The rest of our narrative takes place in 2020 and focuses on Grace (Tully's Mackenzie Davis), a cybernetically enhanced human soldier, trying to protect Dani Ramos (Natalia Reyes) from an advanced Terminator prototype (Gabriel Luna) who's deadset on killing her. Sarah Connor, who has spent these past twentysome years hunting and killing Terminators both to avenge her son and prevent a future reckoning, joins the fray. As does Carl, a certain aging Terminator you might recognize as the Austrian-accented face of the franchise.

Directed by Tim Miller (Deadpool), Dark Fate credits its story to five men and its screenplay to three. Among the story men are Cameron himself (story), marking his first credited involvement with the franchise since 1991. The screenwriters, meanwhile, include David S. Goyer (the Dark Knight trilogy) and Billy Ray (The Hunger Games). Everyone with a hand in the plot seems to know what's considered hip, progressive, and marketable in 2019. Thus, Dark Fate is full of strong female characters and employs an international cast and Mexican settings to increase its global appeal.

The cybernetically enhanced human soldier Grace (Mackenzie Davis) has a bigger role than Arnold Schwarzenegger's iconic T-800 in "Terminator: Dark Fate."

The goal seems to be to make the Mad Max: Fury Road of Terminator movies, but there doesn't appear to be any good reason to reconcile that celebrated postapocalyptic George Miller flick with this long in the tooth franchise
that keeps rewriting its timelines and recasting its roles. Schwarzenegger is absent from most of the first hour of the film and while these new characters hold our attention, their plight isn't nearly as concerning to us as it is to them.

There is enough money (a $185 million production budget) and talent here to ensure we get a polished and reasonably entertaining piece of action sci-fi. And the film earns the R rating that eluded the past two installments, restoring the edge that was always present in Cameron's original movies. But for the most part, this feels like a hopeless and pointless pursuit. The heyday of the Terminator universe stretched only from the mid-'80s to the infancy of CGI in the early '90s. Many have seen the subsequent efforts, but the franchise hasn't been lapsed enough to give this the excitement of resurrection that Blade Runner 2049, Star Wars: The Force Awakens, and even the puzzling Fury Road offered.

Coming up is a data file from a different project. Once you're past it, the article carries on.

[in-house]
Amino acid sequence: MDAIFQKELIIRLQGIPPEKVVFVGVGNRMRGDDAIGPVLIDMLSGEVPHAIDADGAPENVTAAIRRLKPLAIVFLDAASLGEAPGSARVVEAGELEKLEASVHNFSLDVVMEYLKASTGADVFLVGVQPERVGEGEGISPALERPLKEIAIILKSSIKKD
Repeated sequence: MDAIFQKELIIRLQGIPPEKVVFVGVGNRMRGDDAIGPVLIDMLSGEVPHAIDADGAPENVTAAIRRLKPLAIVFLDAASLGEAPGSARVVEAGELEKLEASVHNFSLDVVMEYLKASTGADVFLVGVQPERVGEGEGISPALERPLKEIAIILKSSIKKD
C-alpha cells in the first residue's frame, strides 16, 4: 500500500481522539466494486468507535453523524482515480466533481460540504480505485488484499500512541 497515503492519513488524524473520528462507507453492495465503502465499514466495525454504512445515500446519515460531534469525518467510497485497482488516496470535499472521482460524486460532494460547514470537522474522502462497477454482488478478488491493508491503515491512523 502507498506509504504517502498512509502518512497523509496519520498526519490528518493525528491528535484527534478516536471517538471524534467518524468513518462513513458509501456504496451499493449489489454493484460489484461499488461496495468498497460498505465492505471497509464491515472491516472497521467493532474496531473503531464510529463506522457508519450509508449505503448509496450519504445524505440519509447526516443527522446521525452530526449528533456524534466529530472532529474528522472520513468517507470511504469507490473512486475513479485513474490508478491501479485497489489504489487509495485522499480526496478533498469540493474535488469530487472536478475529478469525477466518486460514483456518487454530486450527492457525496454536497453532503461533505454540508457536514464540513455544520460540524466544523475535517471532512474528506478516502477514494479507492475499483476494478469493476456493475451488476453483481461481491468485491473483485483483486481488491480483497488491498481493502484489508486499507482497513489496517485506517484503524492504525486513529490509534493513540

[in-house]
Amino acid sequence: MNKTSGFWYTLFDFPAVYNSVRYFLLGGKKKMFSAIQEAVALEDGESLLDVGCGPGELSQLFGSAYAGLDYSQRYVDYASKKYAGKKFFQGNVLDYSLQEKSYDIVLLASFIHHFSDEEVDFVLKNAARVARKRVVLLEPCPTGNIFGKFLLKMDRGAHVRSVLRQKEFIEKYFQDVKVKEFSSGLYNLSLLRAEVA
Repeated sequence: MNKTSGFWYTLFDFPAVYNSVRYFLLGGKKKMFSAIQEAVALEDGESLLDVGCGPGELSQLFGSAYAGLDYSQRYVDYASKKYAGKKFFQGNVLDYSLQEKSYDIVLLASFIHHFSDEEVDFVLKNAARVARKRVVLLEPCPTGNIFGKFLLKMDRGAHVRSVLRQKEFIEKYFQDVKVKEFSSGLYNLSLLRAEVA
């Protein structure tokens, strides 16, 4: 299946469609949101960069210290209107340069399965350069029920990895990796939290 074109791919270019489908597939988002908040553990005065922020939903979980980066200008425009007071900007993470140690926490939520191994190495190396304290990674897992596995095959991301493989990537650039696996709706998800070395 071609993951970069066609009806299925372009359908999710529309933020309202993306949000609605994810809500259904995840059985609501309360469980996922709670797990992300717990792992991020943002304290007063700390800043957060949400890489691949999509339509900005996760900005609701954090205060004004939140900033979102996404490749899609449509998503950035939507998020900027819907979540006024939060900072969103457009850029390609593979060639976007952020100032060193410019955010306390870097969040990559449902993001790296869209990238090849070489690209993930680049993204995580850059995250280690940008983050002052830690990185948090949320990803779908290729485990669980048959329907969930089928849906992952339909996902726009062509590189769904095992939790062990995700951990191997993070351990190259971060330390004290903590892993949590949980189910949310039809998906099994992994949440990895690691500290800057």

Dark Fate can endure comparison to some other expensive mainstream entertainment, like the recent Will Smith dud Gemini Man. But it cannot stand up to close scrutiny or make a convincing non-financial case for its existence. I'm not even sure its existence is a savvy business move after the last movie grossed less than $90 million domestically in a mid-summer release. Perhaps the US and Canada are just afterthoughts for this production. They're the only territories where Paramount is distributing, the rest are being handled by Fox (a.k.a. industry giant Disney), which has never before been involved with the franchise as far as I can tell.

Needless to say, when trying to make sense of where the money is coming and going is more interesting than trying to make sense of the story and characters, this is not a film I can recommend to anyone but diehard Hamilton fans who have been itching to see her kick butt in her sixties.

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Reviewed November 2, 2019.